A group of teens with unusual abilities are catapulted from zero to hero status in a YA trilogy that kicks off with Zeroes (Simon Pulse, Sept.), written by a trio: Scott Westerfeld, Margo Lanagan, and Deborah Biancotti.
Zeroes is a new spin on the notion of crowdbased, explains Westerfeld, author of the Uglies series and Leviathan trilogy, who initially hashed out the premise with Biancotti. “Deb and I got talking about friends of ours who are TV writers and work as a group in a room together, yelling at each other all day,” Westerfeld recalls. “As prose writers and novelists, we mostly work on own, and we began talking about how different it must be to activate that social part of your brain while involved in an artistic process. So we co-opted Margo and got her involved, started meeting at a pub once a week or so drinking beer and talking about this book we wanted to write together.”
This literary crowd of three decided to write a novel about teens whose superpowers are crowdbased in some way. “We came up with a cast of characters whose powers become stronger in a crowd,” says Westerfeld. “One is blind when he’s alone, but can see through anyone else’s eyes, so becomes omniscient in a crowd. Another is visible in the presence of one other person, but begins to disappear if more people arrive on the scene, and becomes invisible in a crowd.”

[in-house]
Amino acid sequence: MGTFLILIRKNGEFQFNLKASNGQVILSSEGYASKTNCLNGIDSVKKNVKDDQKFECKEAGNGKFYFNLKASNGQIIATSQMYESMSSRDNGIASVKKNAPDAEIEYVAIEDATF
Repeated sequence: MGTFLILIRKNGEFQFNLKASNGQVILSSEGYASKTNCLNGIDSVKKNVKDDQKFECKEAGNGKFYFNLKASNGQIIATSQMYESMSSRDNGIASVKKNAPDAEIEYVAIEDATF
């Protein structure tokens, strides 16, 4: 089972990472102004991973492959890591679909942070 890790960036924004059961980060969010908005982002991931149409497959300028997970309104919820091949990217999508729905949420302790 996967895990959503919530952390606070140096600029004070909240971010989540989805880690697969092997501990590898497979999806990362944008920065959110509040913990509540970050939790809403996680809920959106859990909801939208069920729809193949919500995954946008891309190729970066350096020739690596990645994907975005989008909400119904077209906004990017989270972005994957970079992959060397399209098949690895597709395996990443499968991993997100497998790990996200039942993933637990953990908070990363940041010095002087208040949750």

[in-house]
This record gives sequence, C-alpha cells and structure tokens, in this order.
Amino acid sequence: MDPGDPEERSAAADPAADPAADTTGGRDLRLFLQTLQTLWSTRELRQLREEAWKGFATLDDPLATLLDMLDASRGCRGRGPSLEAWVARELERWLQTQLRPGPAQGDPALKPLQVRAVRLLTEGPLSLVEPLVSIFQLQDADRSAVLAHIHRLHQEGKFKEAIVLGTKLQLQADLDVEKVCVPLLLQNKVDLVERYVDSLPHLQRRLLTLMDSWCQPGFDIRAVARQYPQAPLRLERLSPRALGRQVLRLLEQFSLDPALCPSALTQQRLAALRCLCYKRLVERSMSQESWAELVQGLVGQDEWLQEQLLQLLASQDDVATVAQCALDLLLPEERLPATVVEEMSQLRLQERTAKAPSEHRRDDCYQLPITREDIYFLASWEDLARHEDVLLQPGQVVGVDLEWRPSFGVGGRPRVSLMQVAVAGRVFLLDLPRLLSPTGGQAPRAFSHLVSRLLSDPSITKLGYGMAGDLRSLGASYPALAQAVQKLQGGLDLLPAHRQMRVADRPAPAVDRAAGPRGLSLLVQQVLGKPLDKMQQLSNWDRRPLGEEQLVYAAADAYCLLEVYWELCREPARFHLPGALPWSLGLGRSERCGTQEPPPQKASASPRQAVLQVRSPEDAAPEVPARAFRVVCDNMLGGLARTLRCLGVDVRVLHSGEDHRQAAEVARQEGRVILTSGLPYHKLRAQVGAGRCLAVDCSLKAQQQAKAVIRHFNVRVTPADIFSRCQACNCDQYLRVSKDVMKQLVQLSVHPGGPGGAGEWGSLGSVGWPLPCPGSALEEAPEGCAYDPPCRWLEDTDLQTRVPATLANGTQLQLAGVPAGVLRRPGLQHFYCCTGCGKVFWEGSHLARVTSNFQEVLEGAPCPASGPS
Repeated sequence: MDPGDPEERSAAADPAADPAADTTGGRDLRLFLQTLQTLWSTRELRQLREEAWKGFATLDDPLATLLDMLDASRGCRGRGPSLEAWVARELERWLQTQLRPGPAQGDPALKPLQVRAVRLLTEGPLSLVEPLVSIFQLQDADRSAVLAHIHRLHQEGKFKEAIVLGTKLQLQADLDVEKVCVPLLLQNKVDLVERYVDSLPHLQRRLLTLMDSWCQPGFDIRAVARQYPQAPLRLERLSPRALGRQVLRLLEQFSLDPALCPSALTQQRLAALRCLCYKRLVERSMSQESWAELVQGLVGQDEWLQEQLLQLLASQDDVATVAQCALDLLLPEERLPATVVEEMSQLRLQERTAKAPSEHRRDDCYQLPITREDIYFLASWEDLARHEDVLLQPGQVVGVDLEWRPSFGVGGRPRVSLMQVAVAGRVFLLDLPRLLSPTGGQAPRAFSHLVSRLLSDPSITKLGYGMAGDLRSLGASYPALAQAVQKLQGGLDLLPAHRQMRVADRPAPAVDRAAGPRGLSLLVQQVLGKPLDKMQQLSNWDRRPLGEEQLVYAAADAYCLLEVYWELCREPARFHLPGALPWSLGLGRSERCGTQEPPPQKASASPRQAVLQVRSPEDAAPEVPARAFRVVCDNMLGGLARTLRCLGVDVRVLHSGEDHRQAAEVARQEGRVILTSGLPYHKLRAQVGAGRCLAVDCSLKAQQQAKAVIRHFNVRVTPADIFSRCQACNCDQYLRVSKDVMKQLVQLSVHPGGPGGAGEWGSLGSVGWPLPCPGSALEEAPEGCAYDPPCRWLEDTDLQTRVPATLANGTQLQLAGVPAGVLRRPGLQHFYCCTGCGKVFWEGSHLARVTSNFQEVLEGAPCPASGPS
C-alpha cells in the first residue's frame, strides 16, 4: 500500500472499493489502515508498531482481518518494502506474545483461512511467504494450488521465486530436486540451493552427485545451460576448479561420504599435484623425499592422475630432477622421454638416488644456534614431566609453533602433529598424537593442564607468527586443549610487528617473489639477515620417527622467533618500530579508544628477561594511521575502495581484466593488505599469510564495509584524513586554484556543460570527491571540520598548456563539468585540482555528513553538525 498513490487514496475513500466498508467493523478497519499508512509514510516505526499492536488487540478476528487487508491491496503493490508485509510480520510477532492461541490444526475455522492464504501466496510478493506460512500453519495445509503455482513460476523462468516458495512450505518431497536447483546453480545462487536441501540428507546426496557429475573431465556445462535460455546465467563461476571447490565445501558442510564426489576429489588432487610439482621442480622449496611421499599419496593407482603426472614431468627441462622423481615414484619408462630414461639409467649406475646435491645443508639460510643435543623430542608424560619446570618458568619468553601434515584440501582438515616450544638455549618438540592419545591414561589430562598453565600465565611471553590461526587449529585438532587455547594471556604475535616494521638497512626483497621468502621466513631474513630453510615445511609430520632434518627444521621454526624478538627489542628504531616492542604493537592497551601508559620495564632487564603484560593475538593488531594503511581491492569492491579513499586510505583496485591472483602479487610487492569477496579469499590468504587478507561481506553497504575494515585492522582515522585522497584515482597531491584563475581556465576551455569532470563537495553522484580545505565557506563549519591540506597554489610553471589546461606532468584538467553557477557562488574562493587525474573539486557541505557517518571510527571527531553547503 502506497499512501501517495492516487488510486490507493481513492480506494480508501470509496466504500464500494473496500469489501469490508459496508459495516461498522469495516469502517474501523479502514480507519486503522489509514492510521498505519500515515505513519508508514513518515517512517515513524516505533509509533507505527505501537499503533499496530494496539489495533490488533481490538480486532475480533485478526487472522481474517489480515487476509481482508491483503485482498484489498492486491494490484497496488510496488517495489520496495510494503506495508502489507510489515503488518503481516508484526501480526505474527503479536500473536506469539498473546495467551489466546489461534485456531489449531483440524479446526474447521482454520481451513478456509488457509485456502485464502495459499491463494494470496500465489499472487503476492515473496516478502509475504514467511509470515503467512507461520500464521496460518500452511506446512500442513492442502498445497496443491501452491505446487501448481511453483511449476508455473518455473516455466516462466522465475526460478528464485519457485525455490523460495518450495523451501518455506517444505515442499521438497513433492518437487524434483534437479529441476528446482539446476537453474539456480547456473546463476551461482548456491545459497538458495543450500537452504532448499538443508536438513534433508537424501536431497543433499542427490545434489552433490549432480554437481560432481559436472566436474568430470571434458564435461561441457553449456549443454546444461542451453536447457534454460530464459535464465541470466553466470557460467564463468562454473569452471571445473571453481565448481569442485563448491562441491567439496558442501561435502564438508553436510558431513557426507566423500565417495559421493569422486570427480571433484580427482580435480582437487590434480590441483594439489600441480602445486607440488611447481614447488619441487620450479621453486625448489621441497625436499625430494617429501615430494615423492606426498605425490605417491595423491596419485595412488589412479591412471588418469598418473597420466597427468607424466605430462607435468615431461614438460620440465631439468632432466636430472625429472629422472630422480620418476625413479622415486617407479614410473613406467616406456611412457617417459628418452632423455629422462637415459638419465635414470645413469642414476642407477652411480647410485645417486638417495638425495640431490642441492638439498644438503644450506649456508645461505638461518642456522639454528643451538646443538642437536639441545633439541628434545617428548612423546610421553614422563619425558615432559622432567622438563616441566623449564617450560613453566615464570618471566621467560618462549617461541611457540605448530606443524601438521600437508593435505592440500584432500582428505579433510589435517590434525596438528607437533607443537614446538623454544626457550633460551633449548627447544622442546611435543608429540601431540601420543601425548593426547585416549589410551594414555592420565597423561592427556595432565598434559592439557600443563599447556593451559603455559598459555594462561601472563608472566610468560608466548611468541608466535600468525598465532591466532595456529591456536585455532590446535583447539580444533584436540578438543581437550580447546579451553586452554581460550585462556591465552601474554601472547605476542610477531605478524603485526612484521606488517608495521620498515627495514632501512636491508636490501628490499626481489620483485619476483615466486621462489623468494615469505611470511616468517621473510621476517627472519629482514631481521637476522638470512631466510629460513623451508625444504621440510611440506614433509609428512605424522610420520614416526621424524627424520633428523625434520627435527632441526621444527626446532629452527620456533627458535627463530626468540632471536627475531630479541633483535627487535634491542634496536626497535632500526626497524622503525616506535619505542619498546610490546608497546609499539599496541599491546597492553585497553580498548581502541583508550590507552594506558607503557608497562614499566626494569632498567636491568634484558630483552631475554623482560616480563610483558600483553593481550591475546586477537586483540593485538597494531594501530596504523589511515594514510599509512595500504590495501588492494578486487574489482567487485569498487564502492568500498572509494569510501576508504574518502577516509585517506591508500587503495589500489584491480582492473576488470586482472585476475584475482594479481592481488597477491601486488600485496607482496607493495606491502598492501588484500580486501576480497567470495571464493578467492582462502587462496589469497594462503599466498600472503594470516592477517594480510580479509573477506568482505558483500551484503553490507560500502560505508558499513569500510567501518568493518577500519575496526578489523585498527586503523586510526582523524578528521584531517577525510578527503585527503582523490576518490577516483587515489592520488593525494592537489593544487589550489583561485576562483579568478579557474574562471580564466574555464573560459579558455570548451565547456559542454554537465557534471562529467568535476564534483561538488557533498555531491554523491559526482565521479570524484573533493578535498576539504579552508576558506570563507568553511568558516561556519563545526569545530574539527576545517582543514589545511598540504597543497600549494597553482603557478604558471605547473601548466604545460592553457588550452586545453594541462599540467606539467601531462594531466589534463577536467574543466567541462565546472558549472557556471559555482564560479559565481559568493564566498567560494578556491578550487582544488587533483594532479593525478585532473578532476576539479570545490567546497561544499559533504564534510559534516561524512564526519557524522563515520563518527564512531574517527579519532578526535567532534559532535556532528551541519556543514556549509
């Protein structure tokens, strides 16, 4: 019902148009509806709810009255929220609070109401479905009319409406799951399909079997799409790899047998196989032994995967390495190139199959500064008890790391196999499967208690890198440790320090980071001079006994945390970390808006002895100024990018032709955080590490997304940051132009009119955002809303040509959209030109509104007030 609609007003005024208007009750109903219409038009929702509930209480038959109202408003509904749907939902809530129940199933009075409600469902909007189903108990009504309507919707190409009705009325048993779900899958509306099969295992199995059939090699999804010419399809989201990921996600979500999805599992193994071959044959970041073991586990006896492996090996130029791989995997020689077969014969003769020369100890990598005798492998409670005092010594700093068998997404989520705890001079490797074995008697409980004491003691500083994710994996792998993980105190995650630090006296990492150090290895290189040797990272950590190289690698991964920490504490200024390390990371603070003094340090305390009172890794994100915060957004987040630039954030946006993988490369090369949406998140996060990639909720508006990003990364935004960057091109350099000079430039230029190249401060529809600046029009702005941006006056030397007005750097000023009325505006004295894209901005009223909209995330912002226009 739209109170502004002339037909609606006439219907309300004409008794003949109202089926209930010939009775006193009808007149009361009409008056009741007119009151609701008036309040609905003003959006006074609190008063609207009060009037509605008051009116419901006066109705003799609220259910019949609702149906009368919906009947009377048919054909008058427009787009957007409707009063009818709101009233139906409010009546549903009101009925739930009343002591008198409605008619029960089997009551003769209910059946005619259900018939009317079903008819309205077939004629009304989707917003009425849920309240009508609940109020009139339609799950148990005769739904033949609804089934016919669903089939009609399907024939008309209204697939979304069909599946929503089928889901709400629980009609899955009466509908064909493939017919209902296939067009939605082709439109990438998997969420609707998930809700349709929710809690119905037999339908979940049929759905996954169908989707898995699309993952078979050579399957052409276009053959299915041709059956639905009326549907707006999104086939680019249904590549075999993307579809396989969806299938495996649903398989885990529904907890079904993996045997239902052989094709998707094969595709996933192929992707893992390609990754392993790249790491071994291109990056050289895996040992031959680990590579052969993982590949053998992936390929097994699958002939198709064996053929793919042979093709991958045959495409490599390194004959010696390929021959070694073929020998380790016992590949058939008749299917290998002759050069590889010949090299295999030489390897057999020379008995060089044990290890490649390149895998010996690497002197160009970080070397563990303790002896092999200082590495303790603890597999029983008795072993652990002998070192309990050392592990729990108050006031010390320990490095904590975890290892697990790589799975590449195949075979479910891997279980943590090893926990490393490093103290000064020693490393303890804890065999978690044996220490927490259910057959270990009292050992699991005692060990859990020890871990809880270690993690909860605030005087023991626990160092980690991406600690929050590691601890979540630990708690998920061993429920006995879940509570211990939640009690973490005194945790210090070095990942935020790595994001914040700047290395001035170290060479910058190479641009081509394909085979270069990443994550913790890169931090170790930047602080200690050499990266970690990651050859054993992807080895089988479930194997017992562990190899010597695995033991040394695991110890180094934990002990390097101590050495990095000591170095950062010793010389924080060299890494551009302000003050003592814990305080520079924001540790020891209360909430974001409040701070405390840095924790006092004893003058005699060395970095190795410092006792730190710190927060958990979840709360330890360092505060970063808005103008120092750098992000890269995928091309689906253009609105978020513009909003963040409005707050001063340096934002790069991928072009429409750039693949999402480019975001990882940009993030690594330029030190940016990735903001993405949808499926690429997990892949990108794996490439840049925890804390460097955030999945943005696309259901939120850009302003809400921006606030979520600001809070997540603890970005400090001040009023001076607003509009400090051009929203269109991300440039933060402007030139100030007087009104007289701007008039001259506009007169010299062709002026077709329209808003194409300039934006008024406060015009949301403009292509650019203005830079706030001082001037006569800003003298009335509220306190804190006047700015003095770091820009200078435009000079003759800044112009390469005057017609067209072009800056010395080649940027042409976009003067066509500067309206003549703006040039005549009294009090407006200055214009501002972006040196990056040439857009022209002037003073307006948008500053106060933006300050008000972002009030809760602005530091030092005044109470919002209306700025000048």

Each of the three authors was responsible for fleshing out two of Zeroes’s six main protagonists, for whom they created detailed character studies. “We never actually sat down together to write, but we e-mailed a lot to one another,” Westerfeld says. “And after the character studies were finished and we’d begun writing the story, we realized we really needed an outline, and went off to spend some time in the Australian bush to create one.”
The trilogy’s premise is well tailored to its collaborative creation, says Westerfeld. “When you think about it, collaboration is the human superpower,” he muses. “We can’t actually fly, but when we have thousands of people building airports and designing airplanes and learning to be pilots, we can fly. With Zeroes, Barb and Margo and I are collaborating on a book that is essentially about the power of collaboration.”
Westerfeld, who signs ARCs of Zeroes at Table 1 this morning, 10:30–11:30 a.m., is pleased to welcome his “writer friends” to his Manhattan hometown. “Usually we are scattered all over the globe, and it’s great to have everyone in one place.”
This article appeared in the May 29, 2015 edition of PW BEA Show Daily.